AVS Special Member
Join Date: May 2008
Location: San Francisco - East Bay area
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#1 thing to understand...
There is ZERO difference between calibrating an LCD TV, plasma, DLP projector, CRT, LCoS projector, or LCD projector... all of them should be calibrated to the SAME standard/specs... which is the HDTV spec as defined in the Rec709 document. You do not change ANYTHING for different types of display technology.
That single fact, all by itself, makes the "LCD" labeled setting in the AVR sound stupid... no matter what it does, it SOUNDS like a stupid idea since there should be nothing different about what you send any video display...
Because... there's as much difference in the appearance of images on LCD Model A and Model B and Model C as there is between a generic LCD and plasma or between LCD and a DLP projector. Furthermore, LCDs can have CCFL backlights (older models) or LED backlights with both have very different spectra which makes images look different. So which type of "LCD" is the AVR processing supposed to work well with?
Processing in AVRs is now a dumb, bad, & redundant AND a waste of time/money/resources that could be devoted to making the AVR better at audio. With 1 exception... if you can't bring yourself to update your vintage Blu-ray player to a new model costing $100-$500, processing in the AVR MIGHT be slightly better than what is in the old Blu-ray disc player. But in the last 2 years especially, Blu-ray players are MUCH better than they used to be (all of them lumped together) with few if any really needing external processing that can do a better job than the player's internal processing (but many older players with poor processing can't be set to avoid their internal processing anyway, so downstream processing STILL won't help since the poor internal processing already damages the image). There was a time period, say 2004-2007 or maybe 2008, where good video processing in an AVR was typically better than Blu-ray players in 1 way... for upconversion of DVD. But AVR designers aren't particularly good video engineers and I've never seen an AVR with REALLY useful internal video processing - mostly because external devices could not be set to NOT process the video before it gets to the AVR (or TV). For that reason, it is almost always best to disable processing in the AVR entirely if you are using a newer Blu-ray disc player, especially if it is a newer model, known to be accurate (Oppo models, some Panasonic models, most any PS3, plus others that have been tested and confirmed to be accurate). But in many AVRs, you can never completely disable the video processing even by selecting "Through" or "Pass Through" or "Off" or other setting that purports to turn off video processing... for whatever reason, AVRs still tend to mess with the video even when you THOUGHT you were just sending the video through without any processing. I'm seeing more and more surround processors and AVRs without internal video processing and that's promising.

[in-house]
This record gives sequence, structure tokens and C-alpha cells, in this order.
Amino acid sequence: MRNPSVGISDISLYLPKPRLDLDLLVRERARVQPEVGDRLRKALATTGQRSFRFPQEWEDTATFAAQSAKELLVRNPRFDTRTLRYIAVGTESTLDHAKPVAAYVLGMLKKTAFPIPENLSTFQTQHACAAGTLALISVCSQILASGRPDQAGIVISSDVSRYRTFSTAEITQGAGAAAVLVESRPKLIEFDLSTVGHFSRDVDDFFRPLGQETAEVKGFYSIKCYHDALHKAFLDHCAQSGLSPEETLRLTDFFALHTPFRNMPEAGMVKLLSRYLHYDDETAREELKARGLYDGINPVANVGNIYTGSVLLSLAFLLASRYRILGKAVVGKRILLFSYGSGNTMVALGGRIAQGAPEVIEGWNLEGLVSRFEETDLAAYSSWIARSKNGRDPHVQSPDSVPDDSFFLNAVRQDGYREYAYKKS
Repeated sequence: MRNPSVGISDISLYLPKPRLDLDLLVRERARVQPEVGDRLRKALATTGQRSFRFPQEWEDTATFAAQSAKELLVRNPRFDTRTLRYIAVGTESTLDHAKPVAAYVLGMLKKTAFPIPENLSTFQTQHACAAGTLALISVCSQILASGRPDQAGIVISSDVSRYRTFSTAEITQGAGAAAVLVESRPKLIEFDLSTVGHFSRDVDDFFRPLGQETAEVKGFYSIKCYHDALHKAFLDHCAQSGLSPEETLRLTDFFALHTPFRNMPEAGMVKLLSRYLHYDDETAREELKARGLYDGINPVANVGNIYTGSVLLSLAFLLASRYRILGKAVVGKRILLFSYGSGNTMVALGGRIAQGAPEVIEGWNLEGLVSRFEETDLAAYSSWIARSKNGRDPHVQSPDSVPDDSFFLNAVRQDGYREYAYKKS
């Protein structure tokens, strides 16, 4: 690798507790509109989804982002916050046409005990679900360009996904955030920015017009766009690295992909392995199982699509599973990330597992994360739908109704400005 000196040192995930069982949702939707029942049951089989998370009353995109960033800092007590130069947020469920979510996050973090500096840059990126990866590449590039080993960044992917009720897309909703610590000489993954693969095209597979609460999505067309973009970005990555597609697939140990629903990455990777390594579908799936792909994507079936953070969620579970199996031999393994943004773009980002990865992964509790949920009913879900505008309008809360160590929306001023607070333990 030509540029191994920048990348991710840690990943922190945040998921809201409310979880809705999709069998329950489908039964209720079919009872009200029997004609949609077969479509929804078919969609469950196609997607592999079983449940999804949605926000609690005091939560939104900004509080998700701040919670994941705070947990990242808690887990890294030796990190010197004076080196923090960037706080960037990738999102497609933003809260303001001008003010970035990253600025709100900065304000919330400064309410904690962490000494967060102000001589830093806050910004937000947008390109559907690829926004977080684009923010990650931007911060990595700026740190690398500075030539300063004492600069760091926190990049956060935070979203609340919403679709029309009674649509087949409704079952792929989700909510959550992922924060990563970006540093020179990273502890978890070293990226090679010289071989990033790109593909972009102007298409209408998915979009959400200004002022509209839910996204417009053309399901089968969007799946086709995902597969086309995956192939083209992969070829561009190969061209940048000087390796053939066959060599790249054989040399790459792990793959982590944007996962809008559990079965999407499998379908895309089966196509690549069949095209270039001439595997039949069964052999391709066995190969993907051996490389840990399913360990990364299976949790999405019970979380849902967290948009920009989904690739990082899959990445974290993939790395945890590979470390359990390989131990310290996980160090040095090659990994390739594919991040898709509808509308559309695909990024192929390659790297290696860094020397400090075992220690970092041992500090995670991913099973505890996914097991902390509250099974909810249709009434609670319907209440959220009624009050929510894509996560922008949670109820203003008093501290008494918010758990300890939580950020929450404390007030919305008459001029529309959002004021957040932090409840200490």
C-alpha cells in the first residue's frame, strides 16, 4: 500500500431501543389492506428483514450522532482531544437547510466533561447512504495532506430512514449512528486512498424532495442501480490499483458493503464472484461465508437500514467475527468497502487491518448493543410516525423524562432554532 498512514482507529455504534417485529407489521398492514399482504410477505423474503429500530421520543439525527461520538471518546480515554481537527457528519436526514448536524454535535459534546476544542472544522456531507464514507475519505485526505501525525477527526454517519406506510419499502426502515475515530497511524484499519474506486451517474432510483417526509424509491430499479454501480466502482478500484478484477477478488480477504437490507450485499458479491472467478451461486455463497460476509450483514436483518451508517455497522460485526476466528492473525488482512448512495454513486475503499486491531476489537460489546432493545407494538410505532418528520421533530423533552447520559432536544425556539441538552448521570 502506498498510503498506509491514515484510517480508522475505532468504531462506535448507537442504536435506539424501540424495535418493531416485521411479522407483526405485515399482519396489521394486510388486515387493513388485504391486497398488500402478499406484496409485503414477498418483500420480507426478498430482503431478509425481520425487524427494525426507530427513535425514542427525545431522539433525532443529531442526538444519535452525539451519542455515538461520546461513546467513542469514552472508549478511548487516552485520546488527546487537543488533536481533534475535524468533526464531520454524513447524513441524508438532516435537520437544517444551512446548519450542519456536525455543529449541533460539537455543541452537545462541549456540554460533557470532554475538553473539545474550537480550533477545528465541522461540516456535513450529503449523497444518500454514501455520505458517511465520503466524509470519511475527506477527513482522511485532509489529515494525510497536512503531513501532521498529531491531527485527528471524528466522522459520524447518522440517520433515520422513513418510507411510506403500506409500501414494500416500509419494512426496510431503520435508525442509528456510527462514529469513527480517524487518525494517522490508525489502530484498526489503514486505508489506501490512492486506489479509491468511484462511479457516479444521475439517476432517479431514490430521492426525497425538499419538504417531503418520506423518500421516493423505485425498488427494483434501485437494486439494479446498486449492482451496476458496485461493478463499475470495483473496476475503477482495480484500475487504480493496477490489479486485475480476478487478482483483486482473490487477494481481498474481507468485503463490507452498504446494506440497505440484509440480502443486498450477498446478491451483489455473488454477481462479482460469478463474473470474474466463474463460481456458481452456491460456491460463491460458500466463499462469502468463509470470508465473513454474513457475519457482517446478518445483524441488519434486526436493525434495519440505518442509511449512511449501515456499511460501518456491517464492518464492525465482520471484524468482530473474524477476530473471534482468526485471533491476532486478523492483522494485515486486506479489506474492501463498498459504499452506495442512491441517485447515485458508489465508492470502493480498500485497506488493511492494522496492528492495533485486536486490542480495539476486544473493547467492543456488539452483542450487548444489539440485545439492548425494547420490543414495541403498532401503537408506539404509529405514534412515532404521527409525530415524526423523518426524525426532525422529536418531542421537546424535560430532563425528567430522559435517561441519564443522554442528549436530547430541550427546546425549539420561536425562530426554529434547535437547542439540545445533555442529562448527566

Oh, almost forgot... on the "LCD" setting thing... even LCDs that have LED backlights... there are HUGE variations... some of them use "white" LEDs while others use quartets of LEDs (typically 2 greens, 1 red, and 1 blue) in groups behind the panel). Those two types of LED backlighting are VERY different and require very different processing to make the images look right. So no one setting in the AVR would be appropriate for all LCD TVs, even not for all models of one Brand for any one model year since the manufacturer may use white LEDs in edge-lit models and RGB LEDs in backlit matrix models with local dimming. Not only that, but where you set the backlight control changes the light spectra (distribution of different colors of light) a lot also, so when is that one "LCD" setting a good thing? When the white backlight is set to "3" or when the RGB backlight is set to "8"... it's just nonsense.
"Movies is magic..." Van Dyke Parks
THX Certified Professional Video Calibration
Widescreen Review -- Home Theater & Sound